“SEND IT!” the kid next to me screamed into the night, as three cop cars tore through the intersection where a slammed Volkswagen had done a front-wheel drive burnout only moments before. A police helicopter buzzed over the bay nearby. H2Oi was technically cancelled this year. But 78 arrests, 2,735 calls to police and one charge for attempted murder later, it’s clear that the most ticketed car show in America only got rowdier than ever before.

(Full disclosure: We went to H2Oi to shoot an episode of Car vs. America, premiering Oct. 18 on Fusion. You should watch it.)

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Every year at the close out of summer, tuned and stanced Volkswagens, Audis and youth cars of all types descend on the hokey little beach town of Ocean City, Maryland.

The Instagram-famous cars that the show is known for are illegally low, and every year the cops come out in force to rain down tickets on every chrome-wheeled vehicle that cruises the town’s one long main street.

Some examples:

Another one:

Another one:

And whatever this was:

Over the past few seasons, the originally subdued VW/Audi-specific show morphed into a week-long car party. Every night is lit up in red and blue, catching a mix of ocean fog and tire smoke.

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I watched a Miata do a burnout in front of a cop standing, on foot, in the middle of the road. The driver was pulled over instantly. The crowd watching from the sidewalk was a hundred kids deep, at least, all of them cheering.

Watching someone get pulled over in Ocean City is like seeing traffic going the other way on the highway; you feel like you escaped something for a moment, but you know that eventually you’ll get got, too. Photo: Raphael Orlove/Jalopnik

The Ocean City Police Department, infamous in the car community doling out well over a thousand tickets during the week of H2Oi, put out this press release that gives a sense of how nuts this year was.

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“There were a handful of visitors this weekend who came to simply enjoy our city,” Chief Ross Buzzuro said in the statement. “Unfortunately, it was the vast majority of the participants that quickly ruined it for everyone, with unruly behavior and zero respect for our laws and property.”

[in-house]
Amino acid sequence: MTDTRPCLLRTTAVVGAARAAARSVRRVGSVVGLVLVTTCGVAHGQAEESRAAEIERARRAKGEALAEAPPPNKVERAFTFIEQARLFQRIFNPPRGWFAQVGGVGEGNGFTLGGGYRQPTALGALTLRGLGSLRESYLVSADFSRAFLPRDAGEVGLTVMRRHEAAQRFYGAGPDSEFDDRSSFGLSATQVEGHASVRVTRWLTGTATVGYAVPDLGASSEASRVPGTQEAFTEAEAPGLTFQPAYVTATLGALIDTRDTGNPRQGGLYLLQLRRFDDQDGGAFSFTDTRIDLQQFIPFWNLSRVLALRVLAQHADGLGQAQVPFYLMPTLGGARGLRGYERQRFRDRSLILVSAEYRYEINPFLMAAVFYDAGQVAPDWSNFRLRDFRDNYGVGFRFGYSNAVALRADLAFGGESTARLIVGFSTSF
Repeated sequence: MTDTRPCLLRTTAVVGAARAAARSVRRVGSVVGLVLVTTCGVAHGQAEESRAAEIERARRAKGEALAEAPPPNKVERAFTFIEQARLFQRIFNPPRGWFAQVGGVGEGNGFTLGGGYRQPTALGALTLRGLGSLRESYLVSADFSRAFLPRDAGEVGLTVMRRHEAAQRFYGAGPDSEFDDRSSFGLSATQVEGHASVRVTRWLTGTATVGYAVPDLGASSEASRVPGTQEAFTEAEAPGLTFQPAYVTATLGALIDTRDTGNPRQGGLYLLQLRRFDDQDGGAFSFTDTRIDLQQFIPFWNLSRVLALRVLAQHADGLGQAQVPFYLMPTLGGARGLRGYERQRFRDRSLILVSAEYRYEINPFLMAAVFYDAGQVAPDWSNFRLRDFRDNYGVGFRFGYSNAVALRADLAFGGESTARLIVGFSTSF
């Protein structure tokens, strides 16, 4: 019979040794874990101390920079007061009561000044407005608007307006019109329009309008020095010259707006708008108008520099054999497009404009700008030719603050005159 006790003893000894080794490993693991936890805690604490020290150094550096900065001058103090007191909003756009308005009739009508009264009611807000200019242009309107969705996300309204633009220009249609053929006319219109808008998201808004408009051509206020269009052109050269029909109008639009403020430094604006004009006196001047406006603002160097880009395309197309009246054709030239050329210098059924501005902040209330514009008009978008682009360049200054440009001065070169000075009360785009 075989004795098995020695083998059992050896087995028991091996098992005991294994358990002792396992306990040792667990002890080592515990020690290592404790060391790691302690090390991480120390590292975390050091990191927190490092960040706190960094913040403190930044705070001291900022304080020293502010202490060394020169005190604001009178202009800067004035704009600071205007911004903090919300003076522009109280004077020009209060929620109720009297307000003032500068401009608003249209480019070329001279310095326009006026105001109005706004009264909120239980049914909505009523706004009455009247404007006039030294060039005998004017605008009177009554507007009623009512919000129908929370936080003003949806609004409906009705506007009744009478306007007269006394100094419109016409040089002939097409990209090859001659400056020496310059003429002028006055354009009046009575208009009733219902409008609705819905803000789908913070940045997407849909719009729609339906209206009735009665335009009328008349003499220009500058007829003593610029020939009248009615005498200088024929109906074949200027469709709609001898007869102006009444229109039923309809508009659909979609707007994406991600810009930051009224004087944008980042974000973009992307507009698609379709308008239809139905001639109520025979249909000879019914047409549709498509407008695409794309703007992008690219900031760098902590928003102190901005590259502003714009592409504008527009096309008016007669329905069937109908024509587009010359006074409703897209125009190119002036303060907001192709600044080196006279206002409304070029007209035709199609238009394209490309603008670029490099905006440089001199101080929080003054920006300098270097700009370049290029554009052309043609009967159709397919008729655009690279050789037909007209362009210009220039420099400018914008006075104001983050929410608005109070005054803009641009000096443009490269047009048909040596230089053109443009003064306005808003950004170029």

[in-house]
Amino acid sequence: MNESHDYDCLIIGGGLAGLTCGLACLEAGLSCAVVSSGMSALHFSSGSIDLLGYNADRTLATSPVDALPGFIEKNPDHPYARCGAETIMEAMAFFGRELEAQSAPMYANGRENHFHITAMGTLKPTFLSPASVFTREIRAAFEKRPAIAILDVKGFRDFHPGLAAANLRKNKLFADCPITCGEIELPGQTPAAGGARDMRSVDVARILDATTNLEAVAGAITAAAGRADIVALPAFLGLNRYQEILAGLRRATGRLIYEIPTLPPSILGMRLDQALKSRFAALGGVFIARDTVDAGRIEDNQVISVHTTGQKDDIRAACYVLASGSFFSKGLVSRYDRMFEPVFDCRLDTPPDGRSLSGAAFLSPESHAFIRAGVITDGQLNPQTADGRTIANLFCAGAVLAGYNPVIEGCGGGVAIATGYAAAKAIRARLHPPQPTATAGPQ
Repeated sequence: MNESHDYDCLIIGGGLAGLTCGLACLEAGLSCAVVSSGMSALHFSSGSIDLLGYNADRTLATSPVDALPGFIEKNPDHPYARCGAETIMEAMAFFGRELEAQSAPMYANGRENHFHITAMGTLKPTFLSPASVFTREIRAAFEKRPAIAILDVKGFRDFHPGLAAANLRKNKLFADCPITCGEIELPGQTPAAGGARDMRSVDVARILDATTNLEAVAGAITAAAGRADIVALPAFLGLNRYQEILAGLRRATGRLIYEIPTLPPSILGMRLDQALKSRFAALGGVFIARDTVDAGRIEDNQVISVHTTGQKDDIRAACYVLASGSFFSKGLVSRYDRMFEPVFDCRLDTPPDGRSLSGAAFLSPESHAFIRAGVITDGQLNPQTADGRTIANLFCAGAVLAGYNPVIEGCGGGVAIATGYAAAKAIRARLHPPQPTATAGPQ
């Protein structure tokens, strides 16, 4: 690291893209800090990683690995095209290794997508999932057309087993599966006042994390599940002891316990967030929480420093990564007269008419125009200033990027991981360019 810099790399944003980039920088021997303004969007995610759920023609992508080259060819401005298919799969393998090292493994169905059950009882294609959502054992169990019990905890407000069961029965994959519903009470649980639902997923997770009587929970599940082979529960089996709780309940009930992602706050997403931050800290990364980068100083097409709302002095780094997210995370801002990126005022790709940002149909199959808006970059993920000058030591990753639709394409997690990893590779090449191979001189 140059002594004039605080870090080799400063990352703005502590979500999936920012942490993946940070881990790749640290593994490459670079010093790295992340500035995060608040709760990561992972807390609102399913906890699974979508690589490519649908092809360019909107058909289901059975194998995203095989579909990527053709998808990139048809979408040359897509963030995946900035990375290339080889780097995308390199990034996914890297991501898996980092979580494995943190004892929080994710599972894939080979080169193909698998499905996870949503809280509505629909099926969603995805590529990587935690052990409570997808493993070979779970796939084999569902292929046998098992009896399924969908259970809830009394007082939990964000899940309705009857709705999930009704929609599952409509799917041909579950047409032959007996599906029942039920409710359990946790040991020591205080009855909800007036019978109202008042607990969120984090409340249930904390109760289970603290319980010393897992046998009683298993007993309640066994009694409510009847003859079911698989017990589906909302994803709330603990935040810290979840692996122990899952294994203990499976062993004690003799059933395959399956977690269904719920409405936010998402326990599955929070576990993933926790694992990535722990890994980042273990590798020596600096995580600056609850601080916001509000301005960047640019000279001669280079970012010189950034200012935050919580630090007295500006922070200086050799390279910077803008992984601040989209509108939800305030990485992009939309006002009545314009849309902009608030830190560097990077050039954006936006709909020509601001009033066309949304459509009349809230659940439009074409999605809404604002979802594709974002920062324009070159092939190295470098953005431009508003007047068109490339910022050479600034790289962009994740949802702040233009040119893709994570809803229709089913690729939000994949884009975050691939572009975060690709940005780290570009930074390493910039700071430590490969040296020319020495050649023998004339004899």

I was in Ocean City to shoot an episode of our TV show Car vs America. Our camera car was pulled over four times, though with proper permitting and some very persuasive producers, we got off with only one warning. Photo: Raphael Orlove/Jalopnik

The OCPD cites preliminary reports of 2,735 total calls for service made from Thursday, Sept. 28 through Sunday, Oct. 1 alone. They racked up 78 arrests, mostly for “disorderly conduct, open container, 2nd degree assault and other similar charges.”

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That’s 1.5 times as many as last year, which had 46 arrests out of 2,527 total calls. Those numbers are from Ocean City Police Department statistics compiled after last year’s H2Oi, when the official car show was still held 22 miles outside of the town.

At about one in the morning after the cops got hit. Photo: Raphael Orlove/Jalopnik

There was one exception, one charge for attempted murder, as the press release describes:

On Saturday night, one of our officers and a Worcester County Sheriff’s deputy were struck and thrown to the hood of a fleeing vehicle, forcing officers to fire their weapons. Thankfully, no officers or suspects were seriously injured as a result of this incident.

I went to the show this year, as I did last year. And I am of two minds about this statement given by OCPD.

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On the one hand, yes, even I was glad the cops were out for the event, and I think they were instrumental in keeping the show from getting even more out of control. I never saw cars doing donuts in the midst of crowds like you see at completely un-policed street takeovers in other parts of the country. I saw a lot of burnouts, but I never saw anything that made me really fear for any pedestrian’s safety. The OCPD’s omnipresence felt like it kept things from really going off the rails.

Cops helping some stumbling kids in tore-up sweatshirts back to the sidewalk with the advice, “enjoy the rest of your stay in Ocean City.” Photo: Raphael Orlove

But on the other hand, what the OCPD is saying here is bullshit.